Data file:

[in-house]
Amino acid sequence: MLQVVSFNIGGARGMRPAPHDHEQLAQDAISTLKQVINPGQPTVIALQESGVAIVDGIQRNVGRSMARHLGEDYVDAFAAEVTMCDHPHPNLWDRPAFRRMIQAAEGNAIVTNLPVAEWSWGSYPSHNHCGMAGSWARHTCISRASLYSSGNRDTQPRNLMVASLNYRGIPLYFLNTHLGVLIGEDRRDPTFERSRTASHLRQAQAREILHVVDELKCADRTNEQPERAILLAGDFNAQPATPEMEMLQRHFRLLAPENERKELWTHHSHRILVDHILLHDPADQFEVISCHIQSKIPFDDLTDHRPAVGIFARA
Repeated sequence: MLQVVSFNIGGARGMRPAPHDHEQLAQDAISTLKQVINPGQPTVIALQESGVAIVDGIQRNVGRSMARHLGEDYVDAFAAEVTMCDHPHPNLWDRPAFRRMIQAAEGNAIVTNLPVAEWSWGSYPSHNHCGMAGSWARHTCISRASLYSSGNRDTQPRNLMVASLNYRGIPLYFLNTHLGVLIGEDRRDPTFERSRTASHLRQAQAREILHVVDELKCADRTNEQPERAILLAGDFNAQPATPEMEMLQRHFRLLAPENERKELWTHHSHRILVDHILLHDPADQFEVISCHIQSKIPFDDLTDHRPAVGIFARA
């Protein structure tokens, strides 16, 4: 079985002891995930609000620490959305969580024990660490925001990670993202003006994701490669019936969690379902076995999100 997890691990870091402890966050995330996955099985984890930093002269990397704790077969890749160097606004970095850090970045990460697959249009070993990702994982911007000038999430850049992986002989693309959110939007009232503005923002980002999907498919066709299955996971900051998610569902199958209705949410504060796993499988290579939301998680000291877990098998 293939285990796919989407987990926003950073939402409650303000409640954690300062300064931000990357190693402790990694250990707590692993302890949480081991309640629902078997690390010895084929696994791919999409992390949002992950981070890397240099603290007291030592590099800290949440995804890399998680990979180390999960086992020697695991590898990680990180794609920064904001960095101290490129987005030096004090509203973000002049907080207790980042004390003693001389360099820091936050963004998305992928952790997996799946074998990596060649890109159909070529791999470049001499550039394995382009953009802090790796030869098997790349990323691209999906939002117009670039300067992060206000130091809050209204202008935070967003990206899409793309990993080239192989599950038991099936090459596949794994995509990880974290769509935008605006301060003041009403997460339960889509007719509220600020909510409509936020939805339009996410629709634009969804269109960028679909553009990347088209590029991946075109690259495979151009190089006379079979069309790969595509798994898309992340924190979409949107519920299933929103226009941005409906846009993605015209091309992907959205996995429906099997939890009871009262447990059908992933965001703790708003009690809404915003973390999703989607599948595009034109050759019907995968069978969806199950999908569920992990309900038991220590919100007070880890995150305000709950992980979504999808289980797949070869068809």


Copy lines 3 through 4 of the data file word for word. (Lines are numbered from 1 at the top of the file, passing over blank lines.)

Repeated sequence: MLQVVSFNIGGARGMRPAPHDHEQLAQDAISTLKQVINPGQPTVIALQESGVAIVDGIQRNVGRSMARHLGEDYVDAFAAEVTMCDHPHPNLWDRPAFRRMIQAAEGNAIVTNLPVAEWSWGSYPSHNHCGMAGSWARHTCISRASLYSSGNRDTQPRNLMVASLNYRGIPLYFLNTHLGVLIGEDRRDPTFERSRTASHLRQAQAREILHVVDELKCADRTNEQPERAILLAGDFNAQPATPEMEMLQRHFRLLAPENERKELWTHHSHRILVDHILLHDPADQFEVISCHIQSKIPFDDLTDHRPAVGIFARA
């Protein structure tokens, strides 16, 4: 079985002891995930609000620490959305969580024990660490925001990670993202003006994701490669019936969690379902076995999100 997890691990870091402890966050995330996955099985984890930093002269990397704790077969890749160097606004970095850090970045990460697959249009070993990702994982911007000038999430850049992986002989693309959110939007009232503005923002980002999907498919066709299955996971900051998610569902199958209705949410504060796993499988290579939301998680000291877990098998 293939285990796919989407987990926003950073939402409650303000409640954690300062300064931000990357190693402790990694250990707590692993302890949480081991309640629902078997690390010895084929696994791919999409992390949002992950981070890397240099603290007291030592590099800290949440995804890399998680990979180390999960086992020697695991590898990680990180794609920064904001960095101290490129987005030096004090509203973000002049907080207790980042004390003693001389360099820091936050963004998305992928952790997996799946074998990596060649890109159909070529791999470049001499550039394995382009953009802090790796030869098997790349990323691209999906939002117009670039300067992060206000130091809050209204202008935070967003990206899409793309990993080239192989599950038991099936090459596949794994995509990880974290769509935008605006301060003041009403997460339960889509007719509220600020909510409509936020939805339009996410629709634009969804269109960028679909553009990347088209590029991946075109690259495979151009190089006379079979069309790969595509798994898309992340924190979409949107519920299933929103226009941005409906846009993605015209091309992907959205996995429906099997939890009871009262447990059908992933965001703790708003009690809404915003973390999703989607599948595009034109050759019907995968069978969806199950999908569920992990309900038991220590919100007070880890995150305000709950992980979504999808289980797949070869068809």